Aside from that, we mention taking the list you both compiled above and making sure that you’re still on the same page in terms of “must-haves” and “would likes.” Let your realtor know what the “must-haves” are first. It’s a good idea to start with five to ten things here, such as, “The house has to be one story” or “We need a fenced-in backyard for our dog.” The features that are non-negotiable are going to be the most important at the beginning of your search.
Ultimately, the most important thing is not to allow a stressful situation like buying a home to cause conflict with your spouse. And if that’s the case, it’s best to hand off most of the stressful matters to a real estate professional.
Credit issues on mortgage applications
When you and your spouse have found your dream home and start the application process for a joint mortgage loan, it’s now time to think about the actual application itself. Issues can arise, which include:
- Lack of information in the application
- Low credit score
- Lack of credit history
- Too much existing debt
- Insufficient down payment
- Recent job change
Want to avoid these issues? Before applying for a loan, get a free copy of your credit reports and scores to see if there are any issues that may prevent you from getting approved.
If you have errors on your credit report, have them corrected. If your credit score is too low, take steps to improve it before starting any paperwork. To receive helpful insight into what’s affecting your score and how you can improve it, download Float Credit. You’ll even access tips such as reducing your credit utilization rate.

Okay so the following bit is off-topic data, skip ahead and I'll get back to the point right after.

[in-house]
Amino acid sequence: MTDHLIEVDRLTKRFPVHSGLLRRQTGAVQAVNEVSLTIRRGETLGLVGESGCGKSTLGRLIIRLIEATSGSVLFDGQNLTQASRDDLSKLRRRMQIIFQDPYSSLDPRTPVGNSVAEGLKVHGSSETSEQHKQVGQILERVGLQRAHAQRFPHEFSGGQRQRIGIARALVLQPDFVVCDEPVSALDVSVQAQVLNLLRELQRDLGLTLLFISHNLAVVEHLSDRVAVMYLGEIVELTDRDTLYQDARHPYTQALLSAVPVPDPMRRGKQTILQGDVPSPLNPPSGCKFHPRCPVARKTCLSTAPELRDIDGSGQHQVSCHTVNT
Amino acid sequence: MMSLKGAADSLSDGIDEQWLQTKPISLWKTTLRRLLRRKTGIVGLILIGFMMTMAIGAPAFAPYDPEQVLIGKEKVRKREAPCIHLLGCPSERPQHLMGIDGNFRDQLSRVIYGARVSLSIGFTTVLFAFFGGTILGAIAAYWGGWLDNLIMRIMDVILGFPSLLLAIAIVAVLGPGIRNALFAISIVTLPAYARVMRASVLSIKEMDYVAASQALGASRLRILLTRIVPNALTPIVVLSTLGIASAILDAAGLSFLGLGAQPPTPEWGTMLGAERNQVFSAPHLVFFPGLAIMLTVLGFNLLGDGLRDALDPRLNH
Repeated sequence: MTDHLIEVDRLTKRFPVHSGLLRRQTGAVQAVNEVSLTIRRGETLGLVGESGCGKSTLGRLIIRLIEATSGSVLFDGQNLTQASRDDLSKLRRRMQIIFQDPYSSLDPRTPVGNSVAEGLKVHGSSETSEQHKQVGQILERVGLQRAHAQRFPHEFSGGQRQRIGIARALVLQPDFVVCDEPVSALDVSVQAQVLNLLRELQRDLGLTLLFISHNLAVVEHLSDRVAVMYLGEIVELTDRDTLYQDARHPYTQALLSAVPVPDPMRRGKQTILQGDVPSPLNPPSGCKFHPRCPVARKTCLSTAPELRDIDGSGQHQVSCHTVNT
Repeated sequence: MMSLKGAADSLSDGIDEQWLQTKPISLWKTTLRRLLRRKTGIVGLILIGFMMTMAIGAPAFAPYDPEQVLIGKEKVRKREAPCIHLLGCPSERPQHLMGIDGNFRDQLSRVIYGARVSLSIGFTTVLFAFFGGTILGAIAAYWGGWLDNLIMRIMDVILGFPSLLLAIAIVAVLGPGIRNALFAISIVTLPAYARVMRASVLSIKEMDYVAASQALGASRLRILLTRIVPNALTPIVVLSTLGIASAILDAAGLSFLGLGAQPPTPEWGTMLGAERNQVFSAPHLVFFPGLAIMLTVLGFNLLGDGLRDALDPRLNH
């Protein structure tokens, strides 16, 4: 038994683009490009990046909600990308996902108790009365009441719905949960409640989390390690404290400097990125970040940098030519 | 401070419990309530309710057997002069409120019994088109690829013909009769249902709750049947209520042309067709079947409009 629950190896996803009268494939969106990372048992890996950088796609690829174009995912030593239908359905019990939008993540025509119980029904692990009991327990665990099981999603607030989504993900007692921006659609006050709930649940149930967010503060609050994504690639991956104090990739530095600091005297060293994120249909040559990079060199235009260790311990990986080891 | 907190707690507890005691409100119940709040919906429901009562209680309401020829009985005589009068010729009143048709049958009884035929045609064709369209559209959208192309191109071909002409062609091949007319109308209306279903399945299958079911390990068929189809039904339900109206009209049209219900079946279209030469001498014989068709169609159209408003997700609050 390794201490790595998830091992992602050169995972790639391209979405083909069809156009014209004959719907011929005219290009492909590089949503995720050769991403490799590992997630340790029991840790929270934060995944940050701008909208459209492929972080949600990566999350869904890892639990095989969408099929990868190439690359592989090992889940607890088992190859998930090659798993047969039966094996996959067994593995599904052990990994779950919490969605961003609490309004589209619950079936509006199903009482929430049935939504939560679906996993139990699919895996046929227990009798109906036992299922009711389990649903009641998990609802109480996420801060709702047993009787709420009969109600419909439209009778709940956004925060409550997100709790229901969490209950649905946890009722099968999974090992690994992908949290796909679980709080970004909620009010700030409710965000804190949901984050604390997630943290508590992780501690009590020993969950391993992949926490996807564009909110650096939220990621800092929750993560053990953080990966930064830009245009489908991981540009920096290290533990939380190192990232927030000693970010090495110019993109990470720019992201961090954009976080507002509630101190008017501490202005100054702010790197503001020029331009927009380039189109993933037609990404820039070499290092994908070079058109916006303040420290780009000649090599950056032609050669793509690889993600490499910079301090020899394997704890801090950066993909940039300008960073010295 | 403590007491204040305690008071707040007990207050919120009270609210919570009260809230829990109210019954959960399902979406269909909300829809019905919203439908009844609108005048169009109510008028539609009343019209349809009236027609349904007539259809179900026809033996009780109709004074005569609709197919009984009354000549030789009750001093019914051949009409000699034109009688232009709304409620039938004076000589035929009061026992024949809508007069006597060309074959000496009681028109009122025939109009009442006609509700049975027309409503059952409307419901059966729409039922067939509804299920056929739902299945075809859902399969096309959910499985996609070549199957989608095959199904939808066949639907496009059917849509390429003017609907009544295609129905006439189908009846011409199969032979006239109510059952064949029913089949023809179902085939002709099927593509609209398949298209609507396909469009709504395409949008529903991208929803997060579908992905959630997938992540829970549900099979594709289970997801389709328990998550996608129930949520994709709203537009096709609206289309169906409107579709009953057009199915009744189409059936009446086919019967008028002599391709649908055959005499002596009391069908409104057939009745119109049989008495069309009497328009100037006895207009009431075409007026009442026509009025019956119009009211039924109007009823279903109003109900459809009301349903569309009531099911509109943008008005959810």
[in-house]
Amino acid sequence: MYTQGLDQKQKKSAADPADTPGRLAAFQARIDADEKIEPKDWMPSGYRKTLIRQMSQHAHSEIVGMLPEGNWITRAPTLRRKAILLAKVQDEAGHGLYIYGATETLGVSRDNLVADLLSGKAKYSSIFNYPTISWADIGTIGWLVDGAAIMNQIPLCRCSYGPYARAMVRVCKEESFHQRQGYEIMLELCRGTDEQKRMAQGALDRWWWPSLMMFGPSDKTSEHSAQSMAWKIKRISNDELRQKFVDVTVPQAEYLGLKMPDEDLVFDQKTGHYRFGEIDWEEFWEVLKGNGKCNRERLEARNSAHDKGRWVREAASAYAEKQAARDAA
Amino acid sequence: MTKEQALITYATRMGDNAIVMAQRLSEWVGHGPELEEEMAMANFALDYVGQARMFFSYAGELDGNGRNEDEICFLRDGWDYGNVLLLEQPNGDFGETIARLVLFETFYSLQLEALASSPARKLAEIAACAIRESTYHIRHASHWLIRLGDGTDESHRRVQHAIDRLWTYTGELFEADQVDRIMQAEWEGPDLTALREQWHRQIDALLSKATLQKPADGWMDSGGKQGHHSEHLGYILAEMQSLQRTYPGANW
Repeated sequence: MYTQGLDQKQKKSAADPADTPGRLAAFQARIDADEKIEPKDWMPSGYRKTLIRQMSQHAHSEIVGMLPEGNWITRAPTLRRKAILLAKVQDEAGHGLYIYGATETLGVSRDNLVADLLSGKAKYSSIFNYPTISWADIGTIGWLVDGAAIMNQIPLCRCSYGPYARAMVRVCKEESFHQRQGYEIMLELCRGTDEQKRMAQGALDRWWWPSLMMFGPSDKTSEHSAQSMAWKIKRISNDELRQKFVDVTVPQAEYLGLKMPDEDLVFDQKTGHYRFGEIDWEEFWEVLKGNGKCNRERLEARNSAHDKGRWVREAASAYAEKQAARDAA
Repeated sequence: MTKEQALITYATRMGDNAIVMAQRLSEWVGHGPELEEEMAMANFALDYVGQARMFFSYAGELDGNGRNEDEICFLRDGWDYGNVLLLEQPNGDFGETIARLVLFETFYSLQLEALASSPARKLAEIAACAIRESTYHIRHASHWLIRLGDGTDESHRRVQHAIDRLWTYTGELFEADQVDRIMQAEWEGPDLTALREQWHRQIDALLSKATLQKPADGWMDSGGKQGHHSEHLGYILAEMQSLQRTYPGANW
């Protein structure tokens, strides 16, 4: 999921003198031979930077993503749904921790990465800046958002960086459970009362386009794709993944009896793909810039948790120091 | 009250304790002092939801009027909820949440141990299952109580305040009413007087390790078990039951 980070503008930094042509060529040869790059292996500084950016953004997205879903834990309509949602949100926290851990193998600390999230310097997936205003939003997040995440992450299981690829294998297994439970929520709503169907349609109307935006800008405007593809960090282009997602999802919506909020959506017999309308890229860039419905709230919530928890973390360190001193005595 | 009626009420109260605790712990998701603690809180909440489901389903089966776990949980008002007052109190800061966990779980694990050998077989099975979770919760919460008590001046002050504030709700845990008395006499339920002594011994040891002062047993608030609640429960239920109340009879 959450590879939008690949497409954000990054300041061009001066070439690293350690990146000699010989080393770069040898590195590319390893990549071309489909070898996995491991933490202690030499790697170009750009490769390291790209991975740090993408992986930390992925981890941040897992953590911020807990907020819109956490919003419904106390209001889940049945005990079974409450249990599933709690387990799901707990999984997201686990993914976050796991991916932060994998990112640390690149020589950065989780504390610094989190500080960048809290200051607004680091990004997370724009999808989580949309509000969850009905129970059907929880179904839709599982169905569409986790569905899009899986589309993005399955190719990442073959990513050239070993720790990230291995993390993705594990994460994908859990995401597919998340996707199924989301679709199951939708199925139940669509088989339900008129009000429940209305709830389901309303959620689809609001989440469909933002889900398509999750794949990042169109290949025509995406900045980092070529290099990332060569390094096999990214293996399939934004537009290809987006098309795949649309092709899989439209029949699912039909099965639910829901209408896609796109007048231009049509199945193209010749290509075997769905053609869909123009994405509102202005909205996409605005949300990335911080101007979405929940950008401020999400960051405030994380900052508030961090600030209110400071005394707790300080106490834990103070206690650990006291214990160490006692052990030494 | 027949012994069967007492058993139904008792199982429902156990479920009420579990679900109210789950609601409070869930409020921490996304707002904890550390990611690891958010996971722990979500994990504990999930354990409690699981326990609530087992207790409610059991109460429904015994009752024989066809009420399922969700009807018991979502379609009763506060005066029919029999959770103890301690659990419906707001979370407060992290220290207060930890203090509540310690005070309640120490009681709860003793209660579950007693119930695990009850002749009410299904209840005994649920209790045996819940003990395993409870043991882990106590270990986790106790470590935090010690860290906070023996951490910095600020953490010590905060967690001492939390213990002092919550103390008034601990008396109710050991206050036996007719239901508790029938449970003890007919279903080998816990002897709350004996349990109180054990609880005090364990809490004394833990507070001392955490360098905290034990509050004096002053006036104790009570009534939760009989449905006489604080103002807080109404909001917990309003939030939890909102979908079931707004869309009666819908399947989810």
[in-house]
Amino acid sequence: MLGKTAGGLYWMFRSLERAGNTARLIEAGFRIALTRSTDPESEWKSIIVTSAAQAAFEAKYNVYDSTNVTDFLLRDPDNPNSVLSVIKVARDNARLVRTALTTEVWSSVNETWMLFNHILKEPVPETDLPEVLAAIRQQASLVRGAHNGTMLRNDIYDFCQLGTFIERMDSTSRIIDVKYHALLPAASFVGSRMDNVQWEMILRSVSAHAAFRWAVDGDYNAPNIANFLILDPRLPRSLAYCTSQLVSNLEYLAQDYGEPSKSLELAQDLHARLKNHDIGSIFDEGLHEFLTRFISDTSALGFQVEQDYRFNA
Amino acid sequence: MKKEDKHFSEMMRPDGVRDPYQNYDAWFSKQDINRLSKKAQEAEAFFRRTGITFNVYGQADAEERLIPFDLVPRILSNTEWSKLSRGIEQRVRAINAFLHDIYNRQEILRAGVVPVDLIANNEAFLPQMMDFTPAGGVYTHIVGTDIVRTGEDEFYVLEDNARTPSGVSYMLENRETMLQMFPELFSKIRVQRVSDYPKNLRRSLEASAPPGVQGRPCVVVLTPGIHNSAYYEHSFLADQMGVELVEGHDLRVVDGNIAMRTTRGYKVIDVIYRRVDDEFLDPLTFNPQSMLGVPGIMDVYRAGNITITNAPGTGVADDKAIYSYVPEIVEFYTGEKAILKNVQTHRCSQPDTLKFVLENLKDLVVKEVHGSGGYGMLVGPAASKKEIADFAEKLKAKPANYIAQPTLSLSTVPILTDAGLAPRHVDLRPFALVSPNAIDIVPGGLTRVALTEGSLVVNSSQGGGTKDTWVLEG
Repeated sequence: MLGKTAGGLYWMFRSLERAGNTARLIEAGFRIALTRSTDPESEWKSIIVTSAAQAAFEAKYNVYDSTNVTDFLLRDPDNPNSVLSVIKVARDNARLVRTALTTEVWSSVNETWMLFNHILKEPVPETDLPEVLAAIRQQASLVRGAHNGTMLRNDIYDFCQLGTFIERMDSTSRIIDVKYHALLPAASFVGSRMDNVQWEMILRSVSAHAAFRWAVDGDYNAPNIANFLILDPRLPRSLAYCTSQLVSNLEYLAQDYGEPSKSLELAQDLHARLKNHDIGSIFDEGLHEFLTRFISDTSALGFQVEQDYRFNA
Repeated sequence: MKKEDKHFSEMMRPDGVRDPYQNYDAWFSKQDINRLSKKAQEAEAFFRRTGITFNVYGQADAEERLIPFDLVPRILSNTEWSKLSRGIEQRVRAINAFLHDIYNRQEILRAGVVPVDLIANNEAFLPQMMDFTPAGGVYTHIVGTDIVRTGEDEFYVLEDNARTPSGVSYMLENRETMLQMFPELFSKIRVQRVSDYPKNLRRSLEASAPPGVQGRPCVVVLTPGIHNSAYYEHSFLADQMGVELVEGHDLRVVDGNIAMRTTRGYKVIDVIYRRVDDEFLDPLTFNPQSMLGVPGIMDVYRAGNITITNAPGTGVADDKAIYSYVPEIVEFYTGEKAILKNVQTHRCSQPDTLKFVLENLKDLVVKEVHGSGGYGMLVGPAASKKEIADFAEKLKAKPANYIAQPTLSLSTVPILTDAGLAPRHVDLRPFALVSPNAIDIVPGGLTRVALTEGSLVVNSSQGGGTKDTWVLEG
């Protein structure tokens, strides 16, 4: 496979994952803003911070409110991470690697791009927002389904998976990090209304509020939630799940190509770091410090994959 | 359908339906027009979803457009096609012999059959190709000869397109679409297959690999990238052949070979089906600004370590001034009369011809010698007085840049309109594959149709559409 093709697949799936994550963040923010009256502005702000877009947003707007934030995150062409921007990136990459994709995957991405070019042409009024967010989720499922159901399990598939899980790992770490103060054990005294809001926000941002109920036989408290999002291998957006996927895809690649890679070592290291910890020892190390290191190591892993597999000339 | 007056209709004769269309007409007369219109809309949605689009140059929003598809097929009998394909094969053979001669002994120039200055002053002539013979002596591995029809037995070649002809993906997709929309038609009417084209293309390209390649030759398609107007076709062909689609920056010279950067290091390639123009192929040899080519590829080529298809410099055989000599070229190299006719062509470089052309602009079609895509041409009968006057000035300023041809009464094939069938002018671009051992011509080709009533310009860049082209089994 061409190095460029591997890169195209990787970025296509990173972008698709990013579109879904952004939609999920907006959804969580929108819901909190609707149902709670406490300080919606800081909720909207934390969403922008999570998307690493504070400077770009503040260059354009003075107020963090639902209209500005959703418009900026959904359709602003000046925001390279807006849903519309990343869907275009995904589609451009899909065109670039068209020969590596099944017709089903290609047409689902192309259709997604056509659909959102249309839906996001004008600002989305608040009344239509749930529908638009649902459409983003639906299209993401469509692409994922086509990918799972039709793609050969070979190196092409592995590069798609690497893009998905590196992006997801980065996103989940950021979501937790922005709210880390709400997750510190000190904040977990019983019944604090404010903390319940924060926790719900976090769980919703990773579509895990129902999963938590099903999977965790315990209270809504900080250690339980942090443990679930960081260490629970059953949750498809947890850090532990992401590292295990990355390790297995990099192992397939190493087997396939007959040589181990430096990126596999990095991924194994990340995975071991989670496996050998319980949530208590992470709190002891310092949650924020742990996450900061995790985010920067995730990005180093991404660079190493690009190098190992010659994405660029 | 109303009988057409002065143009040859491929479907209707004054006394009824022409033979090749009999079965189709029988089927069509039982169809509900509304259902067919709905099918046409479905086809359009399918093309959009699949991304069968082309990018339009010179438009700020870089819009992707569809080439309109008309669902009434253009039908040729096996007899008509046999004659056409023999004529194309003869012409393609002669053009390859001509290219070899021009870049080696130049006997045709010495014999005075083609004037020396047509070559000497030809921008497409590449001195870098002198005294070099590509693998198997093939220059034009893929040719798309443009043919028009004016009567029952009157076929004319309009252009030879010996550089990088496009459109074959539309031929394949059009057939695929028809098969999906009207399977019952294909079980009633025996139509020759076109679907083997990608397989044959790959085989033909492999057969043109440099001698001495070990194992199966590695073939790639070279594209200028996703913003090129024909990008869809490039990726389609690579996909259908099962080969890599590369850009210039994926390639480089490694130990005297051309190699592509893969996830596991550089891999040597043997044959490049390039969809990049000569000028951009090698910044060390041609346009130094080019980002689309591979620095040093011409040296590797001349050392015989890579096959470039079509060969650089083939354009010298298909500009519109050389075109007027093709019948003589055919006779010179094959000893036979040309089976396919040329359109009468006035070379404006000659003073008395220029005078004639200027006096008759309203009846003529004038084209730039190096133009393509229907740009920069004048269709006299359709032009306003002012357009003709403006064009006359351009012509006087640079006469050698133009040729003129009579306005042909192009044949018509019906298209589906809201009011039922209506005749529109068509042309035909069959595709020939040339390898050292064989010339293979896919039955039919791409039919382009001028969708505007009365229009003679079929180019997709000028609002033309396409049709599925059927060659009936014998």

All of the above can increase your chances of getting approved for a joint mortgage loan.
Having one spouse on the mortgage
Do both partners have to be on the mortgage loan? Nope! Actually, sometimes it’s better if they aren’t.
Married couples who buy a home or refinance their current home do not necessarily have to include both spouses on the mortgage. In fact, sometimes including your partner in a home loan application can hurt the application.
For example, if your husband’s low credit score makes it difficult to qualify or increases your interest rate, it’s better to leave him off.
It’s also important to note that you don’t have to be married to apply for a joint loan. Sometimes people apply as unmarried partners or with their friends and family. The only really important thing to understand here is that everyone who signs the loan is 100% responsible for paying it back, even if their spouse or one of the other people on the loan passes away or stops making their share of the payments.
Ready to get that joint mortgage loan?
If getting married and buying a house is in your future, it’s time to start thinking about your financial situation, budget, debt, and credit scores together. Start by talking about your general financial situation and what you both think you could afford in the next couple of years. Then, share your credit scores with each other.
Not sure how to access your credit score for free? Want tips on how to improve your scores? Think it’d be cool to track changes in your partner’s score and celebrate wins together?
Float Credit allows you to do all that and more. Go ahead and try it out. It’s free and fun.
About the Author – ELIZABETH THORN
After receiving a degree in film from UCLA, Elizabeth left Los Angeles to travel the world and focus on storytelling and content creation. She has since worked as a freelancer and staff writer for publications in Europe, Asia, and North America, namely in the areas of travel, tech, finance, and business.